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To a Lady, who wrote poesies for rings.
They, who above do various circles find,
The difficulties which have been raised about identity in philosophy, are by Cowley with still more perplexity applied to Love:
Five years ago (says story) I lov’d you,
If then this body love what th' other did,
The love of different women is, in geographical poetry, compared to travels through different countries:
Hast thou not found each woman's breast
A lover burnt up by his affection is compared to Egypt:
The fate of Egypt I sustain, And never feel the dew of rain From clouds which in the head appear; But all my too much moisture owe To overflowings of the heart below. - CowLEY. WOL. I. E
The lover supposes his lady acquainted with the ancient laws of augury and rites of sacrifice: And yet this death of mine, I fear, Will ominous to her appear: When sound in every other part, Her sacrifice is found without an heart. For the last tempest of my death Shall sigh out that too, with my breath.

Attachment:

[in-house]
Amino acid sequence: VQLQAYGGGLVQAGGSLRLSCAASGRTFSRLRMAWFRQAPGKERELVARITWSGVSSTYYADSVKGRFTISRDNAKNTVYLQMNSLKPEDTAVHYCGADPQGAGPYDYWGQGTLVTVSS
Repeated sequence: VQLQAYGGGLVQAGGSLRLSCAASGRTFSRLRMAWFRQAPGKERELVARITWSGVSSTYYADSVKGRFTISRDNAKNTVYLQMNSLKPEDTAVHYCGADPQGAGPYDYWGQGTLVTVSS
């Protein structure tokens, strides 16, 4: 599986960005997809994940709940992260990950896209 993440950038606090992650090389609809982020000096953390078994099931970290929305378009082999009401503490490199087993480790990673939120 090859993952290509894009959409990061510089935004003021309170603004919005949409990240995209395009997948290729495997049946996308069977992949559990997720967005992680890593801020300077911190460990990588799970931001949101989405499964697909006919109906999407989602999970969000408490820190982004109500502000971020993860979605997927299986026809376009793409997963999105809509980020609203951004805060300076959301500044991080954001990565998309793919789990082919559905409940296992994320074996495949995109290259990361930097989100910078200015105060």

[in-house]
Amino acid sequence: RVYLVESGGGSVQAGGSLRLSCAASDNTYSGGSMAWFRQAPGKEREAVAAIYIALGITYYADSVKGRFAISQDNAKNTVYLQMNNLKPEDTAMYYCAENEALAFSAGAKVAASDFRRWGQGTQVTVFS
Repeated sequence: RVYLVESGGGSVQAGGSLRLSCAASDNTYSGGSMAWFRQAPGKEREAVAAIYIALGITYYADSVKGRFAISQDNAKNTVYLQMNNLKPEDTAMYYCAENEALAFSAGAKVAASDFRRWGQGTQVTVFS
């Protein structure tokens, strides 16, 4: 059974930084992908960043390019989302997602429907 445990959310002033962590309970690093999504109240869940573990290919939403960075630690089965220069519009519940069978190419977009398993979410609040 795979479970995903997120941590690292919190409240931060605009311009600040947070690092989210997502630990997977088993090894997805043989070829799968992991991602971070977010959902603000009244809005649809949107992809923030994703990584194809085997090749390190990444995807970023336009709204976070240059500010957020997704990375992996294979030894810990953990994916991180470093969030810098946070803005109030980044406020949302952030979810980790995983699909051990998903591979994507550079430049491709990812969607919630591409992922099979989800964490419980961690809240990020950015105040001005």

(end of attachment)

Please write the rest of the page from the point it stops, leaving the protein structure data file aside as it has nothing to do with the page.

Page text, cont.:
That the chaos was harmonised, has been recited of old; but whence the different sounds arose remained for a modern to discover :
Th’ ungovern'd parts no correspondence knew ;
The tears of lovers are always of great poetical account; but Donne has extended them into worlds. If the lines are not easily understood, they may be read again:
On a round ball
So doth each tear, Which thee doth wear, A globe, yea world, by that impression grow, Till thy tears mixt with mine do overflow This world, by waters sent from thee my heaven dissolved so.
On reading the following lines, the reader may perhaps cry out—Confusion worse confounded.
Here lies a she sun, and a he moon here,
Who but Donne would have thought that a good man is a telescope 2
Though God be our true glass through which we see
Who would imagine it possible that in a very few lines so many remote ideas could be brought
Since ’tis my doom, Love's undershrieve,
OF enormous and disgusting hyperboles, these may be examples:
By every wind that comes this way, Send me at least a sigh or two, Such and so many I’ll repay As shall themselves make winds to get to you. CowLEY.
In tears I’ll waste these eyes, By Love so vainly fed; So lust of old the Deluge punished. Cowley.